One of the greatest aspects of pickleball is that it can be played nearly anywhere. And while playing pickleball isn’t much fun by yourself, setting up a court can be a do-it-yourself project that’s incredibly rewarding. With a little know-how and the right space, in no time you can be on your way to enjoying a temporary or even permanent place to invite friends for a little friendly competition.
Pickleball Court Dimensions
When laying out a temporary (or permanent) pickleball court, it is important to know the correct specifications as indicated in the diagram. It is also important to note that if you are setting up an outdoor pickleball court on an existing court surface that is oriented in the normal north/south direction, do not place the pickleball courts at right angles to the court. If you do, one player will be looking directly into the sun in the early morning or late afternoon which can certainly prove to be safety hazard.
Baselines: sit parallel to the net at the end of the court.
Sidelines: running the length of the court.
Non-volley zone (NVZ): the area on either side of the net bound in by a line parallel to and 7 feet from the net and two sidelines.
Centerline: extends down the center from the baselines to the NVZ, dividing the court.
Service area: the area beyond the NVZ on either side of the centerline, including the centerline, sideline, and baseline.
- Sidewalk chalk works well and can last several weeks without heavy rain.
- Big/thick “toddler” crayons work well and will last longer than chalk.
- Contractor's blue #1 chalk dust available at home improvement stores can be used and installed with a striping/line tool. Don't use red because it has more dye and might not wash away as easily. You can buy a tool to stripe the lines with the dust (see photo below).
- Frog green tape works well if the surface is first cleaned thoroughly and not too rough.
- Some paint stores sell an orange masking tape that provides high contrast because of the orange color.
- SportMaster Sports Surfaces Textured White Line Paint, and Strip-Rite tape sealer offer a professional installation.
- Vinyl 'EZ' court lines work for a demo game. These lines might move with heavy
use so not a practical choice for longer term use. They are thin and non-skid. The ball doesn't bounce that well on them (see photo below).
- Frog green tape works well on a variety of surfaces and lasts a long time.
- 3M Scotch Blue painter's tape works well but it can start looking worn out after a few weeks wear.
- Some floors have successfully used vinyl floor tape. But you need to test it against the varnish. If used on a wooden floor, it might remove the varnish. Vinyl tape can last a very long time. It comes in a variety of good contrast colors: orange, blue, red, etc.
- Tape can be either 2 inch or 1 inch wide or a mix depending on your budget. Baseline should be 2 inches and probably also the Non-Volley Zone line.
- Electric black tape works and leaves no residue. It is only a 1/2 inch thick. It's main advantage is that it is cheap if you are in a facility where you have to replace the tape frequently.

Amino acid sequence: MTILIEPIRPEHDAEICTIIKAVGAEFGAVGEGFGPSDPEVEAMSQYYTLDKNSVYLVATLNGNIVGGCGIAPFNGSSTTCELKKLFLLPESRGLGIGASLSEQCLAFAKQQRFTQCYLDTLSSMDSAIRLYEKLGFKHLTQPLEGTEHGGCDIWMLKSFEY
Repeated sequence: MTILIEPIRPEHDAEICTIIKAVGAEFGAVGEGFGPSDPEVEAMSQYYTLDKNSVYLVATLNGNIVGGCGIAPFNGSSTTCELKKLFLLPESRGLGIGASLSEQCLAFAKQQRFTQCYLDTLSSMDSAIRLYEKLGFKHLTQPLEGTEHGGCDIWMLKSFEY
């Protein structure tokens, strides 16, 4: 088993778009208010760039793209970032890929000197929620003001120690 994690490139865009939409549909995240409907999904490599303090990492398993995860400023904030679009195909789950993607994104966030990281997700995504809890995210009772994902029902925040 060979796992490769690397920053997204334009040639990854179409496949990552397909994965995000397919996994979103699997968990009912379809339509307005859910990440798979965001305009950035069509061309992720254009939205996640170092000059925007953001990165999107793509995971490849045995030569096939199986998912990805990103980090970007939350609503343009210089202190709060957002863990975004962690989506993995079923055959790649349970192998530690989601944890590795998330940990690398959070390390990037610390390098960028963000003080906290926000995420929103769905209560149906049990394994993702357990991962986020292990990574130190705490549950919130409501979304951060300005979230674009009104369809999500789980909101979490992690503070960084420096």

- Vinyl court lines such as those from Wilson or Gamma work for a demo game (see photo at top of page). They are thin and non-skid but can move with heavy use.
- For stained/varnished wooden floors, you can stain the floor a different color to mark out the lines of the pickleball courts. Some facilities allow nothing laid on the floor and no paint. So staining is the only option. But it'd require professional installation. But if the floor is being refinished, you could add it in.
- Painting is not usually an option for do-it-yourselfers.
- A 2 inch border tile to mark the lines might be an option if a tile floor is being freshly installed or redone. It'd require professional installation.
Any hard surface (i.e. concrete or asphalt) will suffice for outdoor gameplay, so long as it’s free of debris. Grass will not allow the ball to bounce, but driveways or cul-du-sacs can work fine with enough space. Ideally, the surface area should be about 30 feet by 60 feet. For more professional and permanent outdoor court surfacing, there are sport surfacing systems and services available.
The net can be made out of any mesh material that will not allow a ball to pass through. It should be at least 21 feet 9 inches long, stretching from post to post; from the bottom edge to the top, it should be at least 30 inches wide. The posts should be 22 feet apart, and no more than 3 inches in diameter. Once the net is suspended from the posts across the center of the court, it should be 36 inches tall at the sidelines, and 34 inches tall in the center. The top edge of the net should have a cord or cable and it should be covered with a 2-inch tape.
The lines, netting, and space requirements for indoor pickleball play are the same as outdoor, but different lighting, fencing, and surfacing options are available, and should be considered. Indoor play allows for fluorescent lighting options that cannot function outside like HID and LED lights would. Indoor play also allows for different flooring options that are not feasible outdoors, like hardwood or rubberized surfaces. Fencing considerations can also vary more with indoor courts, as the surrounding environment does not pose as much a risk as it may outdoors.
Need a Net?
Using this official USA Pickleball portable net, you can now easily play pickleball anytime, anywhere!